May 16 – China industrial production data for April. Data for both industrial production and retail sales are expected to reflect a robust ongoing recovery in the Chinese economy, coming in at a projected 10% and 25% respectively.
May 16 – China retail sales data for April.
May 17 – Japan 1Q GDP data. Japan’s struggles with COVID-19 throughout 2021 will show in its Q1 GDP numbers, which are projected by Reuters to see a contraction of 4.6%, down considerably from the country’s Q4 2020 growth spike of 11.7%.
May 17 – Minutes from latest Australia central bank meeting.
May 18 – UK unemployment data for April.
May 18 – US building permits for April.
May 19 – UK Consumer Price Index (CPI) for April.
May 19 – Euro zone CPI data for April.
May 19 – Canada core CPI data for April.
May 19 – US crude inventories.
May 19 – Minutes from latest meeting of US Federal Open Market Committee (FOMC). These minutes will be of particular interest to investors, who will be poring over them in search of evidence of dissenting opinions regarding the Fed’s commitment to a dovish monetary policy amid mounting inflationary signs.
May 19 – Australia unemployment data for April.
May 20 – Germany Producer Price Index (PPI) data for April.
May 20 – Japan CPI data for April.
May 21 – UK retail sales for April.
May 21 – Manufacturing and services PMI survey data for May.
May 21 – Canada retail sales for March.
May 21 – Existing US home sales for April.
COVID-19 fast facts
- New COVID-19 cases saw a marked decline globally over the past week. The 7-day average of new daily cases on May 8 was approximately 783,000. As of May 15, the number had dropped to 648,000.
- The US reported fewer than 30,000 new cases on Saturday, bringing its 7-day average to its lowest level since June.
- After effectively weathering the pandemic for over a year, an expanding outbreak has brought lockdown restrictions to Taiwan, which recorded 180 new local infections over the weekend.
- Thailand and Nepal are seeing record highs in daily infections.
- Update on vaccination coverage (percentage of population with one dose) as per Bloomberg and OWID vaccine trackers: Israel (60%), United Kingdom (54.4%), United States (47.1%), Chile (47.2%), Canada (39.4%), Germany (36.6%), Spain (22.1%), France (31%), Brazil (18.2%), China (13.6%), India (10.3%), and Russia (9.7%). Among these countries, the largest weekly jumps in population coverage were in Canada (5.3%), Germany (5%), and France (4%).
Inflation focus shifts to Europe
After a series of upside inflation surprises in the United States, the week ahead will help to fill out the picture for Europe, where we’ll see price data releases for the UK and euro zone. Both are expected to reflect significant year-on-year jumps similar to recent US data; however, there’s plenty of room to grow before running afoul of any central bank inflation targets. March CPI came in at 0.7% for the UK and 1.3% for the euro zone.
Israel unrest spreads to West Bank
Last week saw unprecedented inter-communal violence in Israel and another outbreak of hostilities with Hamas in Gaza. Then, on Friday, major protests erupted across Israel-occupied West Bank, where at least 10 protestors were shot and killed and hundreds wounded in clashes with security forces. At least 13 Palestinians are believed to have been killed in the West Bank since Monday of last week. Developments in the West Bank could well be decisive in determining the longevity and character of this latest upheaval in the Israel-Palestine conflict, as they hold out the (admittedly faint) possibility of some degree of reconciliation between the otherwise antagonistic entities of Fatah and Hamas, along with their respective support bases. One gets the feeling that Fatah in particular is ripe for supplanting given its aging (and perhaps ailing) leadership and the absence of any credible peace process for years. Whichever group steps into the vacuum created by recent events could have an outsize influence over Israel-Palestine relations for years to come.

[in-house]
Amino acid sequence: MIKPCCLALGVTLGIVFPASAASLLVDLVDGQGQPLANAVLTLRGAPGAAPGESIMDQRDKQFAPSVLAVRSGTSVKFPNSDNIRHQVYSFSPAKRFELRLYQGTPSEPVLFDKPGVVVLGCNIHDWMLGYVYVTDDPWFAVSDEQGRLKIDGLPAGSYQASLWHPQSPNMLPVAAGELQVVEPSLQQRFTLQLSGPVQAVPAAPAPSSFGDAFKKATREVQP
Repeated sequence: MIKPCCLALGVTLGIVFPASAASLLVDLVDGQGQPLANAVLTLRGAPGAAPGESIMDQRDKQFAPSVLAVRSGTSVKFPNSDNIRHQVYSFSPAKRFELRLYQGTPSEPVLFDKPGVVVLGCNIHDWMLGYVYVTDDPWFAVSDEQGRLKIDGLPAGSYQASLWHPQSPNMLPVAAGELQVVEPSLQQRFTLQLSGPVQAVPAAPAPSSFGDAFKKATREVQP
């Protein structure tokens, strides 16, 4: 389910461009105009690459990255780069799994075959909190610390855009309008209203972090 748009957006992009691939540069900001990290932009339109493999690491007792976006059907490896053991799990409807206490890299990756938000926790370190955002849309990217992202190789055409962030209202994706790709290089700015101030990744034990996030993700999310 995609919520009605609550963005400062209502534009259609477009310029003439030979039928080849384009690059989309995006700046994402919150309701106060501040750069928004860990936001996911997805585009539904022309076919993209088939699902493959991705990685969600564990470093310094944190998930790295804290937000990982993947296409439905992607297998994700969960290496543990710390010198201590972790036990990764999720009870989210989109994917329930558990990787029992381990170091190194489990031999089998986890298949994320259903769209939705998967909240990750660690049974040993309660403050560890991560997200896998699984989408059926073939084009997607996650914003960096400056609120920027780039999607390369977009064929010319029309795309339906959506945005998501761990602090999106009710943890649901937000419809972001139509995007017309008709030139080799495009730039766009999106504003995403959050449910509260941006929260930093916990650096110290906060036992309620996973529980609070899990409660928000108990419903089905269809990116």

Anti-coup resistance taking on an armed dimension in Myanmar
An armed militia took over a town of 10,000 people in northwestern Myanmar three weeks ago, declaring its opposition to the junta government. Over the weekend, it was driven out by the Tatmadaw, with deaths reported on both sides. The militia, which was formed in the wake of the coup and calls itself the Chinland Defense Force, has since fled into the nearby mountains and is expected to continue waging a guerilla campaign against the military.
This was just one incident, but it’s emblematic of a growing trend in post-coup Myanmar – that of ethnic groups arming themselves and mobilizing against junta forces in pursuit of the more longstanding objective of achieving greater local autonomy under a more federalized constitution. The very same dynamic has fueled clashes between the Karen National Union (KNU) – a much more established and well-armed ethnic militia – and the Tatmadaw in the southeast of the country.
Fighting between the military and ethnic militias is one of several fronts where the junta government is under mounting pressure. Others include ongoing protests in Myanmar’s major cities, explosions that have been targeting government offices and military facilities, and a nationwide civil disobedience movement that has kept doctors, nurses, and civil servants from working.
Strategic Commodity Snapshot
Albemarle’s first quarter earnings were a tale long foretold, that of rising lithium prices on the back of global supply constraints and steadily rising demand for EVs. The company has also jumped into the battery recycling industry in anticipation of the millions of EVs that will be scrapped upon reaching their end-of-life starting in the late 2020s and 2030s.